Im Focus: Significantly more productivity in USP lasers

In recent years, lasers with ultrashort pulses (USP) down to the femtosecond range have become established on an industrial scale. They could advance some applications with the much-lauded “cold ablation” – if that meant they would then achieve more throughput. A new generation of process engineering that will address this issue in particular will be discussed at the “4th UKP Workshop – Ultrafast Laser Technology” in April 2017.

Even back in the 1990s, scientists were comparing materials processing with nanosecond, picosecond and femtosesecond pulses. The result was surprising:...

Im Focus: Shape matters when light meets atom

Mapping the interaction of a single atom with a single photon may inform design of quantum devices

Have you ever wondered how you see the world? Vision is about photons of light, which are packets of energy, interacting with the atoms or molecules in what...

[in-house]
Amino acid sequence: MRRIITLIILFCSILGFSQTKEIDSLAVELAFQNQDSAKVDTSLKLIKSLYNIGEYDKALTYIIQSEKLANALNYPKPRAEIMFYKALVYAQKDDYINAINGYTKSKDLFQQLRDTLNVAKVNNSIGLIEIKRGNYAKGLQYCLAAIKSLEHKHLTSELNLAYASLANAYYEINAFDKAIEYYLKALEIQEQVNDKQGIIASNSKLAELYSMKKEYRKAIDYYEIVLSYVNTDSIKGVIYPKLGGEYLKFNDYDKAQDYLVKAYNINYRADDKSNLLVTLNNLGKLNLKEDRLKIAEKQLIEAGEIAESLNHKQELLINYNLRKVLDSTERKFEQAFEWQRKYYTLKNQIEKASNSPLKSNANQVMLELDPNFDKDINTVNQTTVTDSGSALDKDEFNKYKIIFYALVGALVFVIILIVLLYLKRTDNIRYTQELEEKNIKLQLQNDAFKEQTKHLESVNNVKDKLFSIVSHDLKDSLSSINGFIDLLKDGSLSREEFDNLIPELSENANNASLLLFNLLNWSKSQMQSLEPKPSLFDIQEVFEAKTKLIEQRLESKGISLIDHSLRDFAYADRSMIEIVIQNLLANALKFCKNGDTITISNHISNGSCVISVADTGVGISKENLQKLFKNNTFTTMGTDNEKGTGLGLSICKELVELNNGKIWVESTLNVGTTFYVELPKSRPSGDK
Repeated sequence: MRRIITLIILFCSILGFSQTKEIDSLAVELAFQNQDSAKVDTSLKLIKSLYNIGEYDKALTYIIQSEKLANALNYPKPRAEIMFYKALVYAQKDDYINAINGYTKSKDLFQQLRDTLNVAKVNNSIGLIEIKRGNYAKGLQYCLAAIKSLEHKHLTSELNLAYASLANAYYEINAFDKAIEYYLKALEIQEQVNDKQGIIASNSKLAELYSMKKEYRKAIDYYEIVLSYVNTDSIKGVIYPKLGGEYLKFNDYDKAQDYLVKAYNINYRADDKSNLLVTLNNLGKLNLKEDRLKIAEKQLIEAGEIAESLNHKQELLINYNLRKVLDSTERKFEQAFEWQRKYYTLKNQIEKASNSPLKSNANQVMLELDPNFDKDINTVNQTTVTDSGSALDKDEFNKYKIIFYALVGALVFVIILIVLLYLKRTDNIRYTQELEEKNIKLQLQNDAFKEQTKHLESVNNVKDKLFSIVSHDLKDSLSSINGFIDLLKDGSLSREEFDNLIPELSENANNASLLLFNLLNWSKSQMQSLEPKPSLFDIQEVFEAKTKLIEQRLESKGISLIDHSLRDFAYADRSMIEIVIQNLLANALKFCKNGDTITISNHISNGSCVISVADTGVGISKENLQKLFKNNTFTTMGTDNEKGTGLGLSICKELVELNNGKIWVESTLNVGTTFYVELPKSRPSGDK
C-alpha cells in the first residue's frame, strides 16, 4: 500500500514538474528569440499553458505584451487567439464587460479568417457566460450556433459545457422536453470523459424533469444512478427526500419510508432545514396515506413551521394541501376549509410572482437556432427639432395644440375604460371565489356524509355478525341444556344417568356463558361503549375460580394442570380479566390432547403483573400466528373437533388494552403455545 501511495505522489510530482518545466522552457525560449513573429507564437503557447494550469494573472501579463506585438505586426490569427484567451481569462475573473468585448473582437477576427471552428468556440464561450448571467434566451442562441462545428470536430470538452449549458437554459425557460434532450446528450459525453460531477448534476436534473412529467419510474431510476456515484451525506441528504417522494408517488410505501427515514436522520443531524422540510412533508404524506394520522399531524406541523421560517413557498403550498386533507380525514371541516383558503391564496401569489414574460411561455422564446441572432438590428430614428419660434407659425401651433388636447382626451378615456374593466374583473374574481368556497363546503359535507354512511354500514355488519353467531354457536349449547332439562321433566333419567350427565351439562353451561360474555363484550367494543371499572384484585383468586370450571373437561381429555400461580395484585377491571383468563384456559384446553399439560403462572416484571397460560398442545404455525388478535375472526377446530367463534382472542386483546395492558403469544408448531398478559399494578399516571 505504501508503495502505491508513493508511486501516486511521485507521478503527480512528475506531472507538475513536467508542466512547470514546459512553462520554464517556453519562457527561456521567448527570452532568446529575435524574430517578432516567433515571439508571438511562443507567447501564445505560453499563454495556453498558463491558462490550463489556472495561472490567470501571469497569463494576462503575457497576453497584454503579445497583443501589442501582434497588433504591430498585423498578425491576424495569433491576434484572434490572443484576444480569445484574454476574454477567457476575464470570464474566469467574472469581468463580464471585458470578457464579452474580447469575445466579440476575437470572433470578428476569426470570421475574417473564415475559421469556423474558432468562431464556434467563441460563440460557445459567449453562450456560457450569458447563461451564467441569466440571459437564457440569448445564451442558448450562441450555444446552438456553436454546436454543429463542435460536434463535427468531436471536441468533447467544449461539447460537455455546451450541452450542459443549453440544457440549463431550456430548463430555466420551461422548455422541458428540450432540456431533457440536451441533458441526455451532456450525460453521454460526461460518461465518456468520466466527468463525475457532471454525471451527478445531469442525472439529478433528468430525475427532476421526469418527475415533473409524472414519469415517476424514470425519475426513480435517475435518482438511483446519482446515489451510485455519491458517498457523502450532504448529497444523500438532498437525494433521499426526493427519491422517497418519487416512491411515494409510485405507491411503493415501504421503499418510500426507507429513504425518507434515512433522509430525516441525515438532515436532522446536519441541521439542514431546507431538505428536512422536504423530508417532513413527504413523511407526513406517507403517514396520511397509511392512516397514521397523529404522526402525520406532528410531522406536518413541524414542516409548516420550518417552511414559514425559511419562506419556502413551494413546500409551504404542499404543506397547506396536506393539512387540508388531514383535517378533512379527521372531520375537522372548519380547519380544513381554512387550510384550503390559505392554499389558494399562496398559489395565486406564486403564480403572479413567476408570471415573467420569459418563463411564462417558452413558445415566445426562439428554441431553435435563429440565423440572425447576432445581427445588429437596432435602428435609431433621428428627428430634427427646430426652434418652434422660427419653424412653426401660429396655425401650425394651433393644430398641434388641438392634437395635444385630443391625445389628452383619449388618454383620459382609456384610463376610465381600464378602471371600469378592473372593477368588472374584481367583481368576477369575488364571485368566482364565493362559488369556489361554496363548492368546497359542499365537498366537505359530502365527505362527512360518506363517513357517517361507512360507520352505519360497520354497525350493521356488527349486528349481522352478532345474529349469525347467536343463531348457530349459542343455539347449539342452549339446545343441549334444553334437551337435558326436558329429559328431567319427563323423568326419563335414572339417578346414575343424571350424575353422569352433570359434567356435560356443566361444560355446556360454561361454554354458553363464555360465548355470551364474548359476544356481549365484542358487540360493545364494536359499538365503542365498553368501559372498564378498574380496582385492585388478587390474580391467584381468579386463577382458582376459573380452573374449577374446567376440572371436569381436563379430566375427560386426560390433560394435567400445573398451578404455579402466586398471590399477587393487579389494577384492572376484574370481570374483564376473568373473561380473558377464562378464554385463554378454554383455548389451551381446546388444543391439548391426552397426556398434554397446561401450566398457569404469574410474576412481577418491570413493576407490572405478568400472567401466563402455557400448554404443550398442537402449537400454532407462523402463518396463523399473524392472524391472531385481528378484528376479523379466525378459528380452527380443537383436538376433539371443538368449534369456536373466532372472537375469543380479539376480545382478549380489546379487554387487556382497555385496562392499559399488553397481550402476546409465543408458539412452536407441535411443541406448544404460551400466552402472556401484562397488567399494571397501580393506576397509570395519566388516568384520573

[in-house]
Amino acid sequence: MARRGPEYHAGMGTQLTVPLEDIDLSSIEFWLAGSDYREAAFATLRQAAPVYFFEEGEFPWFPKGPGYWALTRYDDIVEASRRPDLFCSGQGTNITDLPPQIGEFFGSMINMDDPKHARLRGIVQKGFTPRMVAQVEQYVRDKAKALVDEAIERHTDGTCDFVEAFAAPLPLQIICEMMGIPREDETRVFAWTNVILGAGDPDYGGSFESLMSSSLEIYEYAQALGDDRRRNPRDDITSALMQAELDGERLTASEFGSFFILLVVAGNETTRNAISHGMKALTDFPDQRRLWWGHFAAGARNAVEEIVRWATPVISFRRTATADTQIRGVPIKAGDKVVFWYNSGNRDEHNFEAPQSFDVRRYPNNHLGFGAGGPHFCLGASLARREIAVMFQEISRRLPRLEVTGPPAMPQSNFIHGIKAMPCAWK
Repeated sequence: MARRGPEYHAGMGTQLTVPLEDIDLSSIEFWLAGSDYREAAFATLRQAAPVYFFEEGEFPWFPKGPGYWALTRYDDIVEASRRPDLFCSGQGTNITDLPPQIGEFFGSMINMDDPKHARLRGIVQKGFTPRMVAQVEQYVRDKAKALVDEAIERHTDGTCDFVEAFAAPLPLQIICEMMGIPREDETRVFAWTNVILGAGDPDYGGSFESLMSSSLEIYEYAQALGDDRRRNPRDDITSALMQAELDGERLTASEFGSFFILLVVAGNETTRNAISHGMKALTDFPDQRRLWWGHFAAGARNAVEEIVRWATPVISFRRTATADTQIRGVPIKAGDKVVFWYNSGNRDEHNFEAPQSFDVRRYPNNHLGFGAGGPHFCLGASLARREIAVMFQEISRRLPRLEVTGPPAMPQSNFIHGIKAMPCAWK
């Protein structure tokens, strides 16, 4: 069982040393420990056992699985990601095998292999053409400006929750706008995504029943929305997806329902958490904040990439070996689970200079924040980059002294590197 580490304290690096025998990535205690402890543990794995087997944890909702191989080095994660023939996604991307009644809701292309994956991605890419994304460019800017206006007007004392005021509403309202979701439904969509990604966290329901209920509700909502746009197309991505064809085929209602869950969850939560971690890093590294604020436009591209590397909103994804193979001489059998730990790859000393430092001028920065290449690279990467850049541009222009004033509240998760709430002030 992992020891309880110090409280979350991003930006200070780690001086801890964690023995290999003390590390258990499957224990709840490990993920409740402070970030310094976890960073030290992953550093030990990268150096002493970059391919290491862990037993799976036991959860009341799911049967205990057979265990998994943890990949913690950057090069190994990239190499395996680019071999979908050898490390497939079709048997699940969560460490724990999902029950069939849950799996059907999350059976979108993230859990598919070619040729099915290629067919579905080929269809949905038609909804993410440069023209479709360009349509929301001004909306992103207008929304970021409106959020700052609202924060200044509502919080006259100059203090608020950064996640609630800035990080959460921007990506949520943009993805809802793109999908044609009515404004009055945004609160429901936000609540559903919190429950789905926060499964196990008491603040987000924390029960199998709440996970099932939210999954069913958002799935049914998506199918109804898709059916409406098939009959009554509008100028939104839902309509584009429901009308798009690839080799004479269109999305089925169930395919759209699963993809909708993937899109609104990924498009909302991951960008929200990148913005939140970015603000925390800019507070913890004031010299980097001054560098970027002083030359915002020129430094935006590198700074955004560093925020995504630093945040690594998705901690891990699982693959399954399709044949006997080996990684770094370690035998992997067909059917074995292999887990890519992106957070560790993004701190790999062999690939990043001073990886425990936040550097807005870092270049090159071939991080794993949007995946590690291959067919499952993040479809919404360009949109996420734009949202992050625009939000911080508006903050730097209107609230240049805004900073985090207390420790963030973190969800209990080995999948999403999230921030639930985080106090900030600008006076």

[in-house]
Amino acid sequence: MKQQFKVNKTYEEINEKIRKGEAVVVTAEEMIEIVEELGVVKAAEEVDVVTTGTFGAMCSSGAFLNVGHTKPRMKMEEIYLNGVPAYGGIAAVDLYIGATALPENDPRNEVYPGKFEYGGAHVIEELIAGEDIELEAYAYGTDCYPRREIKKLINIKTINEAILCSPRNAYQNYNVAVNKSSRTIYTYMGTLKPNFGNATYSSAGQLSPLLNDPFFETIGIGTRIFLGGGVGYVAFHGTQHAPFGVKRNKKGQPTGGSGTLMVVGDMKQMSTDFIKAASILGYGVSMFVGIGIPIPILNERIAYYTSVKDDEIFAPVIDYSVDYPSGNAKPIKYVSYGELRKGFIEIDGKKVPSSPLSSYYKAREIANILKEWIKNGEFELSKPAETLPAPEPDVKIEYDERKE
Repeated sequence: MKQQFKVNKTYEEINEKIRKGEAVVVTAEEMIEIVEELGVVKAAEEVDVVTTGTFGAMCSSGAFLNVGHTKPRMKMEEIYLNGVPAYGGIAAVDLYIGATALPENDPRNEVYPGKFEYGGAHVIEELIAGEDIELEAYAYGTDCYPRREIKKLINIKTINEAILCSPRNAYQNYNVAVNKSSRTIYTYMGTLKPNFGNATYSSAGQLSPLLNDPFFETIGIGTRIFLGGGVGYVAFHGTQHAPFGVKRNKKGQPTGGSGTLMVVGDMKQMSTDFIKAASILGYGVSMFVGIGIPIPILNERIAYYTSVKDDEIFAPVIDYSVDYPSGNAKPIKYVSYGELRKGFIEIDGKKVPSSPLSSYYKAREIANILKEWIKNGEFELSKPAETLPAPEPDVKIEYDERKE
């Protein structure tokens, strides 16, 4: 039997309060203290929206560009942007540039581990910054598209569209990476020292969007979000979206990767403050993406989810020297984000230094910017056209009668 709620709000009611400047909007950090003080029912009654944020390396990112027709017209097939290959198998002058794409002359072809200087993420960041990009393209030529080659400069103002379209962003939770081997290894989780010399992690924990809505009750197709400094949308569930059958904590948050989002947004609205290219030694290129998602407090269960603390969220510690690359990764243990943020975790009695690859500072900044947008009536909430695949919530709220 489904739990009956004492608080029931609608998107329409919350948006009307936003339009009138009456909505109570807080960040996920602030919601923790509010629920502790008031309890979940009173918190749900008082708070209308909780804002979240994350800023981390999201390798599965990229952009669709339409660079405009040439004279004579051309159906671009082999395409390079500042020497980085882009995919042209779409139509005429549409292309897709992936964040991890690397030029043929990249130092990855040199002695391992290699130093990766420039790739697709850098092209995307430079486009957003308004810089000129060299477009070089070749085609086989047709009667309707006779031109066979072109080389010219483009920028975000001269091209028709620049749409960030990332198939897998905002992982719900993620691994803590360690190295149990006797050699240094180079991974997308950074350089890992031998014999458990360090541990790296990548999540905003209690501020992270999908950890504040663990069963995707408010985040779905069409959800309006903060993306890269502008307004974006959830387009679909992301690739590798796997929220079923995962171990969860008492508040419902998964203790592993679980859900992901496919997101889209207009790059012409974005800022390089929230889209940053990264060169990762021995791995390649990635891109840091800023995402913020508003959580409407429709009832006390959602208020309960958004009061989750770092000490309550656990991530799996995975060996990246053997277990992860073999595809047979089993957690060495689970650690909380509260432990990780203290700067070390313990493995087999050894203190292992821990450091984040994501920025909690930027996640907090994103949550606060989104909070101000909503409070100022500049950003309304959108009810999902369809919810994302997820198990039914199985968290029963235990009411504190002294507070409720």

Im Focus: Novel silicon etching technique crafts 3-D gradient refractive index micro-optics

A multi-institutional research collaboration has created a novel approach for fabricating three-dimensional micro-optics through the shape-defined formation of porous silicon (PSi), with broad impacts in integrated optoelectronics, imaging, and photovoltaics.

Working with colleagues at Stanford and The Dow Chemical Company, researchers at the University of Illinois at Urbana-Champaign fabricated 3-D birefringent...

Im Focus: Quantum Particles Form Droplets